If you're using Internet Explorer to browse the Web and wondering why you can't access Google, there's a reason — your computer might think it's harboring malware.
Two of Microsoft's anti-virus programs, Microsoft Security Essentials and its business-market sibling Microsoft Forefront, have been mistakenly flagging Google.com as malicious, leaving millions of customers unable to get to the world's most visited website, researcher Brian Krebs reported.
This isn't the first time Microsoft has locked horns with Google by accident. Last September, the software titan's anti-virus programs not only marked Google's Chrome browser as malware, but actually removed it automatically from about 3,000 Windows machines.
This accidental Google blacklist stems from this month's Patch Tuesday, in which Microsoft released updated versions of Forefront and Security Essentials. Both programs issued a false positive alert for Google.com, detecting it as infected with the Blackhole Exploit Kit, a piece of malware that enables cybercriminals and other miscreants to build their own botnet.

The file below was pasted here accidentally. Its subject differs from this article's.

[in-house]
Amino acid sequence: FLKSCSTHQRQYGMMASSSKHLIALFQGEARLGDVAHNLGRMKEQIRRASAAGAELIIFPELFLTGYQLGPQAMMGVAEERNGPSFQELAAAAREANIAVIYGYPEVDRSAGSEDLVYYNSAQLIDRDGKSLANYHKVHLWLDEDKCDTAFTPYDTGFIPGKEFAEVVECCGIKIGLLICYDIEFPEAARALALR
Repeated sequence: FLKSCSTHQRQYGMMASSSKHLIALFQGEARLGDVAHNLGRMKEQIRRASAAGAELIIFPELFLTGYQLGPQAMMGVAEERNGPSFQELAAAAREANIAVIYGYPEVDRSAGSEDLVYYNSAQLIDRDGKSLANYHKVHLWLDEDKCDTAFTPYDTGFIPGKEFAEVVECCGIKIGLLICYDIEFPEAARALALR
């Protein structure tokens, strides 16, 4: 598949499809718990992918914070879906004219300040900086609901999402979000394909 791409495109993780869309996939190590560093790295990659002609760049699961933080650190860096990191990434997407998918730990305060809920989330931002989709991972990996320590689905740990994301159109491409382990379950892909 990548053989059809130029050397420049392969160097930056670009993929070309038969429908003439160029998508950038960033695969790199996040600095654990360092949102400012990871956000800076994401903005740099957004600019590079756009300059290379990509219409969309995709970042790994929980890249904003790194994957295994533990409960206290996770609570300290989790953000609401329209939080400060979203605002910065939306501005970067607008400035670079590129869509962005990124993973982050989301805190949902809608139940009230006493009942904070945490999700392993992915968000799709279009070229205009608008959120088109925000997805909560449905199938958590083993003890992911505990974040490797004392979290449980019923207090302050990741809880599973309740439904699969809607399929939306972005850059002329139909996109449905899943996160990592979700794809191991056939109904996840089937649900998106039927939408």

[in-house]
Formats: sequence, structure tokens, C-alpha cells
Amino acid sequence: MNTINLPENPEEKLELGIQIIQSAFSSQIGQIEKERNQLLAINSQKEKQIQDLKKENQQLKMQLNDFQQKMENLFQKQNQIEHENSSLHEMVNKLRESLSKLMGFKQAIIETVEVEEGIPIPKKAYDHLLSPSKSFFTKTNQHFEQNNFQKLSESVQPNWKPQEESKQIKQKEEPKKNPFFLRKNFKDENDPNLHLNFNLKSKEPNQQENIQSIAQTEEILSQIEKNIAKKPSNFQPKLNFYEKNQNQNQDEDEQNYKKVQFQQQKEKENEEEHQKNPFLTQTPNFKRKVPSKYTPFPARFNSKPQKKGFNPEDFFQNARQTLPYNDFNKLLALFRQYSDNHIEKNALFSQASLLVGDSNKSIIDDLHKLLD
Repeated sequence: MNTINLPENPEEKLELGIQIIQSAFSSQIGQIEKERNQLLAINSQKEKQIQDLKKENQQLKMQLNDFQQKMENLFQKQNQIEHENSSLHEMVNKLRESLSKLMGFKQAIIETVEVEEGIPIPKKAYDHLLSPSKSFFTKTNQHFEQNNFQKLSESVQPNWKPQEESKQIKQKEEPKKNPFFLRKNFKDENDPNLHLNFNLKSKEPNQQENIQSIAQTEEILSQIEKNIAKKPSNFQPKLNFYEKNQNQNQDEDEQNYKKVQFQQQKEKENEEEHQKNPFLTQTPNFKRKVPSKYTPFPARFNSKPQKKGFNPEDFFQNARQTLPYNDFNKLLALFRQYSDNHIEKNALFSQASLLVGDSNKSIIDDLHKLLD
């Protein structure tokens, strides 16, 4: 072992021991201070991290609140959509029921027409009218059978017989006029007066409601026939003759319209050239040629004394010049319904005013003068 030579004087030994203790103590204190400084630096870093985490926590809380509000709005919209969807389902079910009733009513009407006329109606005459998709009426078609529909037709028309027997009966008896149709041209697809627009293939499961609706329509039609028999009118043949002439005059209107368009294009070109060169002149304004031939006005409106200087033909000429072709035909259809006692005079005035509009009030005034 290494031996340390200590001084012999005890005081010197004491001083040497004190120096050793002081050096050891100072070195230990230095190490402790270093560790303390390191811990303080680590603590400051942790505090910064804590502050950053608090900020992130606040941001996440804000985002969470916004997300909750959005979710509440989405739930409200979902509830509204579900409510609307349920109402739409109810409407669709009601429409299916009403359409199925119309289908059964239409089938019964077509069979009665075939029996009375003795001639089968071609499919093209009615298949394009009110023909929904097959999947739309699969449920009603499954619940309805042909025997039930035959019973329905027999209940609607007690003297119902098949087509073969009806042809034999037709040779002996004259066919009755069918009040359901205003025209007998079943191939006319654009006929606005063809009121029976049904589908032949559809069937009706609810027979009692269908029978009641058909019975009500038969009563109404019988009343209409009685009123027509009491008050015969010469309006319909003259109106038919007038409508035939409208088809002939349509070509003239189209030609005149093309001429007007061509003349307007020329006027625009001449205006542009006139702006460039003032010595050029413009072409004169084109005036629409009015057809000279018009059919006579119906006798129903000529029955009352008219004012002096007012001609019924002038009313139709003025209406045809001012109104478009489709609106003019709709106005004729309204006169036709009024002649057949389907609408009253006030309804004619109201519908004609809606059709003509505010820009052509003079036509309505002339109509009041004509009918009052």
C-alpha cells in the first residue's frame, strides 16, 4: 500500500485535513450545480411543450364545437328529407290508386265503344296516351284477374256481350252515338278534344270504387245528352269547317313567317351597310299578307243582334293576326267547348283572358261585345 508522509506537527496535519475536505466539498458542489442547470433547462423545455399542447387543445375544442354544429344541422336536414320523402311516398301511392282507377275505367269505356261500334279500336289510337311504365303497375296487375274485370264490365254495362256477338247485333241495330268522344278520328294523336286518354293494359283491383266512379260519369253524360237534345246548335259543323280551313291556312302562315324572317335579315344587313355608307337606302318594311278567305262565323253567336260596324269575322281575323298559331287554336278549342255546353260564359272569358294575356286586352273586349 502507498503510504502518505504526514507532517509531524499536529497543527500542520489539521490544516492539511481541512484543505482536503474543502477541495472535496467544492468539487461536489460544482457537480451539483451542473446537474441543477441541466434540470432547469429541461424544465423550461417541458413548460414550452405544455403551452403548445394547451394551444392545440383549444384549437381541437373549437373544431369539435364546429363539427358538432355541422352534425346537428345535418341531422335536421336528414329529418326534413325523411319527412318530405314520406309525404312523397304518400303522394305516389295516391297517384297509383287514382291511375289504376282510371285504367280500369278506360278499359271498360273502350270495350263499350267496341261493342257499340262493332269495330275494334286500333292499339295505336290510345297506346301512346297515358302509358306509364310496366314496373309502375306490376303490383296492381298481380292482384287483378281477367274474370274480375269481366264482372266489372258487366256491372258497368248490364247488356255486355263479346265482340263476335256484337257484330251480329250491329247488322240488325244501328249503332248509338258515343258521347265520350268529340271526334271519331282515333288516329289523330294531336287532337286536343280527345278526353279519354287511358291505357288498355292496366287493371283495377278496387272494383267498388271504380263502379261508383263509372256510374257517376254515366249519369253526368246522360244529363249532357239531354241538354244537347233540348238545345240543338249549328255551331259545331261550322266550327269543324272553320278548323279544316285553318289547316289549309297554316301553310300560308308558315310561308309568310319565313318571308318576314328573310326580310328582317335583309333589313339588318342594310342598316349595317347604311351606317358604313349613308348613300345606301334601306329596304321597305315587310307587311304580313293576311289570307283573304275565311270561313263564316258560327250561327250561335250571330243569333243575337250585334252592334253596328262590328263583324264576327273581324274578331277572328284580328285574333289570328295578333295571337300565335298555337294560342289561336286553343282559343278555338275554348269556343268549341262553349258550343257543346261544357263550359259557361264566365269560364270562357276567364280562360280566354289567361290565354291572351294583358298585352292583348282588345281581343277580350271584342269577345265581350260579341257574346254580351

"My malware inspection updated to 1.119.1972.0 and within 5 minutes started blocking www.google.com because of JS/Blacole.BW," wrote user "minerat" on Microsoft's TechNet blog. "I'm almost sure this is a false positive given how quiet the rest of the Net is about it. Is anyone else encountering the same thing?"
Another commenter, "Hammeredge," copied the false positive message, which read, "This program is dangerous and exploits the computer on which it is run."
"On February 14, 2012, an incorrect detection for Exploit:JS/Blacole.BW was released," Microsoft said in a statement given to SecurityNewsDaily. "We provided an update to addresses the issue (signature versions 1.119.1988.0 and higher) on the same day. We apologize for the confusion this may have caused our customers."